Review: Sea-Gull M177S

Another Chinese bargain watch – the Sea-Gull M177S.

First impressions are good – it comes in a decent box, with a manual entirely in Mandarin. But manuals are for wimps, right?

The Sea-Gull M177S - great no-frills look

I love the look of this watch. It’s quite understated, the dial and hands are of great standard, and the watch case is nicely finished. A very happy unboxing indeed! 


Talking of boxes – here it is! All nicely done, and let’s not forget this is a £ 80 watch. I got mine off eBay. I wouldn’t be too unhappy getting a £ 500 watch in a case like that. The auto-winder works well and doesn’t make an unpleasant noise, and the watch ticks happily at 21,600 bph / 6 bps. It has the ST-1612-3 movement, which is made by Sea-Gull themselves. Sea-Gull has a very similar model with 8 bps, the 816.351, which comes with a metal strap, but looks almost identical, but you will have to fork out £ 360 or so for that – it uses the ST2130 movement. I have it as my everyday watch, and I love it. Another review for another day….

Onwards and upwards, let’s take our watch apart and see what it is made of!

The glass back allows a look onto the nicely finished movement

From the back, it looks just as nice. You can see the M177S etched into the glass, and the glass back allowing a view of the balance wheel and cock. The back is held in place with 4 screws, which are easily removed.

 

 

With the back removed, you can see the rubber seal and a plastic ring holding the movement in place. Yes, I would have preferred metal, but think of the price of the watch ... Functionally, nothing wrong with the plastic. It holds the movement firmly in place and does its job.

I remove the auto winder assembly before taking the movement out of the case. I like the brush pattern on the bridges

With the movement taken out of the case, it's time to remove the hands. The piece of paper with a slit cut into it protects the dial - it would be a shame to scratch it

The aluminium watch face has a holding ring at the back that has two pins

The date ring

Having removed the screw that holds the balance cock, I prise it lose with the help of a screwdriver

Balance cock with balance and hairspring

Now it's time to wind the main spring down. I re-insert the winding shaft, turn it slightly until the click lifts, and insert a piece of sharpened pegwood to lift the click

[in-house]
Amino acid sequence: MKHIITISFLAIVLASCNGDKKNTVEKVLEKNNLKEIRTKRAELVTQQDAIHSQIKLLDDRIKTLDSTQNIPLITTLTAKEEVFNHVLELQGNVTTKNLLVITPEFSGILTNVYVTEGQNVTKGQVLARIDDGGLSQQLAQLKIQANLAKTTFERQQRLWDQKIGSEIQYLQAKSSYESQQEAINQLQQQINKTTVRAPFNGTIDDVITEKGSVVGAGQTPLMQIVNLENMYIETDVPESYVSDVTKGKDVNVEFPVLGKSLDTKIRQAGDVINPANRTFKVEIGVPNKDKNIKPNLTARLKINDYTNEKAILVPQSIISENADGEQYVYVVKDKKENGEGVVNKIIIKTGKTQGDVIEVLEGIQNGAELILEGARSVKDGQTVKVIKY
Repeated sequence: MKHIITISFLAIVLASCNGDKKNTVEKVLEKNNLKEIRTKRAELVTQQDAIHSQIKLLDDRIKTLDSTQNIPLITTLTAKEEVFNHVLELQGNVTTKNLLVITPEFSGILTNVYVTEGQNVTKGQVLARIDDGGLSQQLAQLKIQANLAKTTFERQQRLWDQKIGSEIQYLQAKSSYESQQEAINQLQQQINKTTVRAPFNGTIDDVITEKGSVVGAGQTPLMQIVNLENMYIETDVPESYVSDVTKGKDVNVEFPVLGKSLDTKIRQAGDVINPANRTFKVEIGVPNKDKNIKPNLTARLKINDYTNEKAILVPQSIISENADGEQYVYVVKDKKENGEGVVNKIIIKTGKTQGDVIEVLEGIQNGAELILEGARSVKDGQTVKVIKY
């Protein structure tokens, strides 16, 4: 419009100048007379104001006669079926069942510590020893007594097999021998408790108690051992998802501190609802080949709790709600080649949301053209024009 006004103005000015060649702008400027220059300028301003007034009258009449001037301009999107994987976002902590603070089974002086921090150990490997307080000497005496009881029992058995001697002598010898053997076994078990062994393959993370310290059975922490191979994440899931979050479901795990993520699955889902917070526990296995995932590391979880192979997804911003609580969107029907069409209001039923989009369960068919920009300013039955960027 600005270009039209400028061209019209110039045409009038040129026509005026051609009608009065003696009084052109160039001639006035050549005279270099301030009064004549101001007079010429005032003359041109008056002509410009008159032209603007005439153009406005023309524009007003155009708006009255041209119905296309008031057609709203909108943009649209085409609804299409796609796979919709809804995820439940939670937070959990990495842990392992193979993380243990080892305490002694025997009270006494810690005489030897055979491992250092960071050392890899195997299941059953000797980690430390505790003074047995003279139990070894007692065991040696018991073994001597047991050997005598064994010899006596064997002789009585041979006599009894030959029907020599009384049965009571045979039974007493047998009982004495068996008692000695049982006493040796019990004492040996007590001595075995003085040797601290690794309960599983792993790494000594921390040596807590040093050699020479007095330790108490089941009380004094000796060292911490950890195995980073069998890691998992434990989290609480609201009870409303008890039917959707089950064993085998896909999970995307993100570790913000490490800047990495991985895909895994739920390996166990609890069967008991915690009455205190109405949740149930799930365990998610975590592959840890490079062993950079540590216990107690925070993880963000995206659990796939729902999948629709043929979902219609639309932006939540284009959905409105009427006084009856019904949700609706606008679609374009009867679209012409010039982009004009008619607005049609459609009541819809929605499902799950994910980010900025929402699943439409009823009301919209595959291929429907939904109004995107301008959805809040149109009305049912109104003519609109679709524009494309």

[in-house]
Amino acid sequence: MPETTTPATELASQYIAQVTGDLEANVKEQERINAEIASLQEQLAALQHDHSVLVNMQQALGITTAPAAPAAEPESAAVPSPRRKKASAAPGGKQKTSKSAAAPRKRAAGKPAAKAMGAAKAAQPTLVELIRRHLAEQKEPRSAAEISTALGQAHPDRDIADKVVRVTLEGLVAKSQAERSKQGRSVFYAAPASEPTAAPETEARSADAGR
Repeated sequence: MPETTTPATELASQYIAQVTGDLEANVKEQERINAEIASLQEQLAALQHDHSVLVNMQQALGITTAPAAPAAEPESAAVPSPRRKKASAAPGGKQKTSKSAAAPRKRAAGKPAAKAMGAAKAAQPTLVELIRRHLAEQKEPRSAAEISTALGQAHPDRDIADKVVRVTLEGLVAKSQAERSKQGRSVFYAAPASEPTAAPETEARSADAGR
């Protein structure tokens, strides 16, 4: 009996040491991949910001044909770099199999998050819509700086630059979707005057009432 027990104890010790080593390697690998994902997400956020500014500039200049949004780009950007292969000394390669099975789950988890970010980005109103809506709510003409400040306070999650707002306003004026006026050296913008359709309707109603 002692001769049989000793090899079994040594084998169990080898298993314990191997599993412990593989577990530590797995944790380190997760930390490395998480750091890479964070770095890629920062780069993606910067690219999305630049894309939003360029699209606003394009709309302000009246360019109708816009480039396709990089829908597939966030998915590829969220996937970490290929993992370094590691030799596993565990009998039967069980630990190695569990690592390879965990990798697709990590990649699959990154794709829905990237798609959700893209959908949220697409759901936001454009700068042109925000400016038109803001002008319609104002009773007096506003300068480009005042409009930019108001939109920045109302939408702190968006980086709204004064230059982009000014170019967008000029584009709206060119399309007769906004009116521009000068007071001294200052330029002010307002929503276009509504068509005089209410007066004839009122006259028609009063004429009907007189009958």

The third & fourth wheel bridge removed, you can see the escapement wheel. The strip running across the barrel is the click

A close-up of the finish of the bridge. Quite impressive for the money!

All wheels bar the centre wheel removed - this required taking off the cannon pinion from the other side first

This is the arbor that drives the second hand - it goes right through the centre wheel. The rough surface at the bottom end is ok - the second hand has to hold on to that just by friction. The pinion end looks well executed

Close-up of the pallets - one of my very few hairs on the right for size comparison

The escapement wheel under the microscope with the focus on the pinion

The movement is turned around and the date wheel is removed

The date mechanism is now visible

And here is the movement taken apart

The spring for the date wheel click is inserted through a slit in the cover after assembly of the date mechanism - you can see it in on top of the plate ready to be put into place. On my first attempt, it flicked right out and I spent 20 minutes looking for it. It's rather small, but I finally found it

I turn the watch until the date changes, and then mount the hands at 12:00

The movement goes back into the case, the plastic ring is put back and the winding pin is put back into place

And the watch is ticking again happily

All in all, another great Chinese watch considering the price. You have to compare this with an £ 80 watch and not with a Rolex.

I like this one better than the Parnis watches – it is also a little bit more expensive, and has a very nice dial and case.

If I have one point of criticism to make, it’s the noisy auto-winder…

Let’s see how it performs when hooked up to the timegrapher.

Position Accuracy s/day Amplitude Beat Error
FU 0 288 0.1
FD 0 280 0.1
CR -4 235 0.1
CU -7 253 0.1
CD -7 241 0.3
CL -10 251 0.2

You can’t call that shabby for the price of the watch! You can regulate this baby to give you a real live performance of +/- 6s/day or so.
Otherwise a great watch, full marks!

5 thoughts on “Review: Sea-Gull M177S

  1. Hi Christian,
    I’ve one too and realy like this chinese watch even if the rotor is a bit noisy. But I’ve a little problem, I don’t why but the stem is broken into the crown. So I was wondering if you knew someone (like a website) who sold a stem with crown for my m177s. Thanks in advance for your help.
    Very interesting blog where I learned a lot of things about watches.
    Sorry for my basic english, I have missed some english courses when I was kid ;-).
    Regards,
    Laurent.

    • Salut Laurent,

      you will have to try to buy a complete movement – the ST1612 – that will come with a winding stem. I don’t know where you can get just a replacement stem.

      Best regards,

      Christian

  2. Pingback: Sea-Gull M177S Teardown

  3. Pingback: SEA-GULL M177s pictorial review - Page 2

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